__bases__ misleading error message

Marco Buttu marco.buttu at gmail.com
Sat Jan 24 23:09:31 CET 2015


On 24/01/2015 13:43, Steven D'Aprano wrote:

> Mario Figueiredo wrote:
>
>> >         class Sub:
>> >             pass
>> >
>> >         foo = Sub()
>> >
>> >         Sub.__bases__
>> >         foo.__bases__
>> >
>> >The last statement originates the following error:
>> >
>> >         AttributeError: 'Sub' object has no attribute '__bases__'
> It's a bit ambiguous, but the way to read it is to think of object as a
> synonym for instance.
...
>
>> >Naturally the 'Sub' object has an attribute __bases__.
> Correct, in the sense that classes are objects too. But in the sense of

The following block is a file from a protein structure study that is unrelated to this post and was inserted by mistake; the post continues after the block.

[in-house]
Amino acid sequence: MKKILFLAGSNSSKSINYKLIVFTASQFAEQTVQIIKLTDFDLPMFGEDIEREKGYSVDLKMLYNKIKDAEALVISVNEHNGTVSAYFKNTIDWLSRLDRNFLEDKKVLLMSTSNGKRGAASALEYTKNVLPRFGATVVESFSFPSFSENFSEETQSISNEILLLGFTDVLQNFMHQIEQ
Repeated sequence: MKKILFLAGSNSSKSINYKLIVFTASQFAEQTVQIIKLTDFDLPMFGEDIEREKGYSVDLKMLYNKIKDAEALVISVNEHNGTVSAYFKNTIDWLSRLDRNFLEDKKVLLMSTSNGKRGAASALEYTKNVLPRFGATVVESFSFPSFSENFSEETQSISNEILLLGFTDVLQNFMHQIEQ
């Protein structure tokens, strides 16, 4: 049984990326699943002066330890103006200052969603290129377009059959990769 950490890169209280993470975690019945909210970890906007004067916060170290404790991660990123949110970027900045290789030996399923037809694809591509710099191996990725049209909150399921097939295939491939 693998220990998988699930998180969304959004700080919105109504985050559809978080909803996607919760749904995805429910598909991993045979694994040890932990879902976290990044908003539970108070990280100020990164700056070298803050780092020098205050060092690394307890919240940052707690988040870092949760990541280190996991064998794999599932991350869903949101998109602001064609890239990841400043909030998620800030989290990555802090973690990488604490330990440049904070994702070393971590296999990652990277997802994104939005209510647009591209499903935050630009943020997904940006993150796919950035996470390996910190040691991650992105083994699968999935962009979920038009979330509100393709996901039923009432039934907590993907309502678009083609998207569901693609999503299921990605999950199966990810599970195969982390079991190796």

> object=instance, no. Isn't ambiguous terminology wonderful?

In my opinion it is not ambiguous, because as you say in Python an 
object is a synonym for instance. We can say in Python an object is an 
instance of the type object, that's all. And that's why everything is an 
object in Python:

 >>> isisntace(foo, object) # For every foo
True

So a class (a type) is an instance too, an instance of its metaclass. 
Therefore, the message says that the Sub instance has no attribute 
'__bases__'. In fact the Sub object (instance) has no attribute 
'__bases__' because it is not an instance of type, and only types 
(classes) have this attribute.

So if we want to find some differences between objects, we have to 
distinguish between types (classes) and non-types (non-classes) objects, 
and not between objects and classes.
In the Python documentation there is also a bit of confusion about 
this... In the descriptor howto: "The details of invocation depend on 
whether obj is an object or a class" :/


-- 
Marco Buttu



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